Here's the numerical analysis of the inductor design. It specifies four strands - two are for each winding of N=18. Note that the winding losses aren't representative due to ripple current steering. The physical build is straightforward: 

Snubber for C_ac & L_l resonance. The revised spice model demonstrates that resonance will occur during startup or a transient (run with & without the snubber). This resonance occurs because C_ac and L_l are coupled throughout the switching cycle. It not only injects EMI into the input supply but can degrade transient response. A snubber is necessary since the resonance is above the control loop's cutoff freqency (F_co).

C_ac & L_l can be treated as an LC filter and critically dampened according to the formula:

    1 = R / sqrt(L_l / C_ac)        (1)

Where R is the impedance of the damping network, in this case the snubber RC impedance at the resonant frequency. This will lead to a large value for the snubber capacitor, typically 2~4 times C_ac. In my design where C_ac = 3uF, that might require 12uF which is not practical. So I designed the snubber for an under-damped response for what I found to be acceptable in simulation. I expect to make adjustments based on in-circuit validation.

The snubber resistor's dissipation is proportional to the AC ripple voltage across C_ac: small C_ac values with large AC ripple components can induce significant power losses. For example, a C-_ac of 3uF results in a snubber R dissipation of ~ 1W. Halving its value increases dissipation to ~ 3.5W.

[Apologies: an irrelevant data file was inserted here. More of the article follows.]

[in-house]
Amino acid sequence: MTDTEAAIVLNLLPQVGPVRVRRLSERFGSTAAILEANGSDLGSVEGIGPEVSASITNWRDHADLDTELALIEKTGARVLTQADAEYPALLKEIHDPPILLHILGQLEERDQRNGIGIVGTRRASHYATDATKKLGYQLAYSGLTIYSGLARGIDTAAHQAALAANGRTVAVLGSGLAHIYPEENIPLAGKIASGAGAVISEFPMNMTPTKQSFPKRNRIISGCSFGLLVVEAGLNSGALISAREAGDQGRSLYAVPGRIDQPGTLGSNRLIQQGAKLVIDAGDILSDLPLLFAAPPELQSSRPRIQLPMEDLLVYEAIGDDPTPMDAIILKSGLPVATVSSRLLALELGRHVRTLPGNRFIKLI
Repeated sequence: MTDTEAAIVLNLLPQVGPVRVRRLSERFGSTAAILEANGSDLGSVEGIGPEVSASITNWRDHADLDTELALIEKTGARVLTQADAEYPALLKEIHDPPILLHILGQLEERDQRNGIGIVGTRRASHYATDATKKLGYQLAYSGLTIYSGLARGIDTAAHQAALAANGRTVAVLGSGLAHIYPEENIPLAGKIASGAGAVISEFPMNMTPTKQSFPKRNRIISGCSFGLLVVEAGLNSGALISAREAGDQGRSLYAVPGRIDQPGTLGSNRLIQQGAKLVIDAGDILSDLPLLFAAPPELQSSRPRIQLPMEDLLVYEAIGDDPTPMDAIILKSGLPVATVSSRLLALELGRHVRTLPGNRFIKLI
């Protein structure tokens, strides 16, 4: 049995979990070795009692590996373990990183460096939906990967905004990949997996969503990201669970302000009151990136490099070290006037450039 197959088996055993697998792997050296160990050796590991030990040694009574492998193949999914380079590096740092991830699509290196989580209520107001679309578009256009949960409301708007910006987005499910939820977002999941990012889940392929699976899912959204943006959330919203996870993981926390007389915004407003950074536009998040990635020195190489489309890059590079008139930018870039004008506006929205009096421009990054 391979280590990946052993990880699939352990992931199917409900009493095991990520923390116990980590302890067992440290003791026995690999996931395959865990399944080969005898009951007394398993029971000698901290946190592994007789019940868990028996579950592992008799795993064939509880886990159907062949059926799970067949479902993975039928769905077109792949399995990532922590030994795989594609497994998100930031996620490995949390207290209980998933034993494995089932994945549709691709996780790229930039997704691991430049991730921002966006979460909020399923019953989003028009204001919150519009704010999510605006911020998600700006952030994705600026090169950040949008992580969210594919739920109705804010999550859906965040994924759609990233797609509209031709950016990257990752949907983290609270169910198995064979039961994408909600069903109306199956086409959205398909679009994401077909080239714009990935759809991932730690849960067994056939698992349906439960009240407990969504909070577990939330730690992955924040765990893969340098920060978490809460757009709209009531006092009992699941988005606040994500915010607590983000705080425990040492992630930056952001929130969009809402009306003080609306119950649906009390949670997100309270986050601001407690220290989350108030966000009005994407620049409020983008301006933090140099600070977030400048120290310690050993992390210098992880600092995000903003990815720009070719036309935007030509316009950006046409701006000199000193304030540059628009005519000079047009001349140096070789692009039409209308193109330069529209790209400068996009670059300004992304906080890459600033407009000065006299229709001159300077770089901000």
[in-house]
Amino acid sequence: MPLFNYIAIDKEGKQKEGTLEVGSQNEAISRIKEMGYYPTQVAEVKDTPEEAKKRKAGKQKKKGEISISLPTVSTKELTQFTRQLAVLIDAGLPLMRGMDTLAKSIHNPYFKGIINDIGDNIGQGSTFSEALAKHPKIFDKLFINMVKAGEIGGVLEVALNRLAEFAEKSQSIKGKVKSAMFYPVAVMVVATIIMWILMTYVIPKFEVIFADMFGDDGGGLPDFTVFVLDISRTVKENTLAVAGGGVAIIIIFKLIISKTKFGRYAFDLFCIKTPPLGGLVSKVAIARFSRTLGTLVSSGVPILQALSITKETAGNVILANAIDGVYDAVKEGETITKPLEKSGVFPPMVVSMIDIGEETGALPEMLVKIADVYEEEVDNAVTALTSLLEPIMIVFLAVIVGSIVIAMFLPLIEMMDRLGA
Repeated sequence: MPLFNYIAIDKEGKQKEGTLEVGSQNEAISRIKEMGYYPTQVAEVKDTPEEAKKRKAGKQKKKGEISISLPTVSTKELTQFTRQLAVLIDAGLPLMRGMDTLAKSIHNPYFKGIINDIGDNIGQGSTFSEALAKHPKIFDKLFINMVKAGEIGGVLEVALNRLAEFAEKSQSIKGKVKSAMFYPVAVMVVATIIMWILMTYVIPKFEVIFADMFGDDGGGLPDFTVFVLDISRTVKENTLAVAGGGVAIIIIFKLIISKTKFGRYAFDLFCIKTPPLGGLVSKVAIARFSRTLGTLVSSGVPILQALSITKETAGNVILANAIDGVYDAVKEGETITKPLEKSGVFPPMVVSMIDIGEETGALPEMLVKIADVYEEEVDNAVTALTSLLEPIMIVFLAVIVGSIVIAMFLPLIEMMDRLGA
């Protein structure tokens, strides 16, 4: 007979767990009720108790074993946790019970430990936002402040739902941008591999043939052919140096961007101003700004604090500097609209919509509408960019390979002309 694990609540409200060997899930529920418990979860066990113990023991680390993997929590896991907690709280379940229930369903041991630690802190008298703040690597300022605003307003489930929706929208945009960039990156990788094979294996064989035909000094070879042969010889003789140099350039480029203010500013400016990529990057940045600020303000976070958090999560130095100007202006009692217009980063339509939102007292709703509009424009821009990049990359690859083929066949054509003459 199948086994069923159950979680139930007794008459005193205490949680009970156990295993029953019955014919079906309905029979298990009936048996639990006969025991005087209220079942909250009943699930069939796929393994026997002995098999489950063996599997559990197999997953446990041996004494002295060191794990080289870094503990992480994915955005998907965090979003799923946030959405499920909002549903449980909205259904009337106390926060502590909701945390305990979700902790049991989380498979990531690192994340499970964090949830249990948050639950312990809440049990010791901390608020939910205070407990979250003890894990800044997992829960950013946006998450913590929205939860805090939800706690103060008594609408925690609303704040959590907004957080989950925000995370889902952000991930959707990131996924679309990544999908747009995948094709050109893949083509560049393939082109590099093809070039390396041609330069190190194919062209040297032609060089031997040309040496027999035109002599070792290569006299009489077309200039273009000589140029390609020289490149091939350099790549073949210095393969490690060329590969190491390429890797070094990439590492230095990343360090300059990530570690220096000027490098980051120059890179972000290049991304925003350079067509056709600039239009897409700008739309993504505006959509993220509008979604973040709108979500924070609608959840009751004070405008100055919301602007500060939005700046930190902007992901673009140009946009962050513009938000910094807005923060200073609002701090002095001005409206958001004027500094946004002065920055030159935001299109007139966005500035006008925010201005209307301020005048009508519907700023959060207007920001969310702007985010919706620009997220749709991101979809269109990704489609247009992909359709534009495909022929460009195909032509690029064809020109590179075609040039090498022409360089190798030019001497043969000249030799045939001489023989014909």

C_ac AC ripple voltage ratings. I spent a lot of time fretting over the maximum AC RMS voltage graphs when selecting C_ac (Metallized Polyester Film caps) and this imposed an additional constraint on the design.  Calculated / simulation RMS currents were always well within limits. But, AC RMS voltage values were often out of spec or close. To ensure I had some margin I paralleled two and will evaluate the temperature rise in circuit. As a consolation I am able to use the same cap for both C_ac and the snubber.

Control loop design. An advantage of a coupled inductor SEPIC is that the power stage small signal model has a single pole response below the resonant frequency of C_ac & L_l. Further, since a snubber is implemented to dampen that resonance, the buck/boost transfer function can be used to plot gain & phase shift:

    A = Ri / (Vramp_max – T_on * M) * [I_T - j * V_out / X_L1]        (2)


A = circuit gain @ f,
Ri = Volts/Amp of current sense circuit,
Vramp_max = ramp voltage at start of switching period (e.g. max. output of voltage
T_on = switch on-time @ MPP,
M = compensation slope, V/uS,
I_T = I_in + I_out

The single pole gives a 90 degree phase shift. There is also a zero whose location varies based on load. For use in a PV design the lowest frequency is at MPP. The zero must be accounted for to ensure that there is adequate gain margin.

Because there is only a single pole & zero a type two error amp is used. A cross-over frequency, Fco, is selected along with frequencies for the EA zero & pole to allow suitable margin for Fco to occur with a -1 slope.

Wrap-up. The design workbook covers everything that's been discussed and shows how changing one parameter effects the rest of the design.

The LTspice model is representative of the intended power stage and was used to validate (sometimes with approximations) the design workbook. The control loop was not included and the behavioral logic components (U1, A1, A2) are used to emulate peak current limiting only (not current mode control). This was necessary to obtain the expected C_ac & L_l resonance behavior. Inductor L3 represents the leakage inductance of the coupled inductor (L1, L2).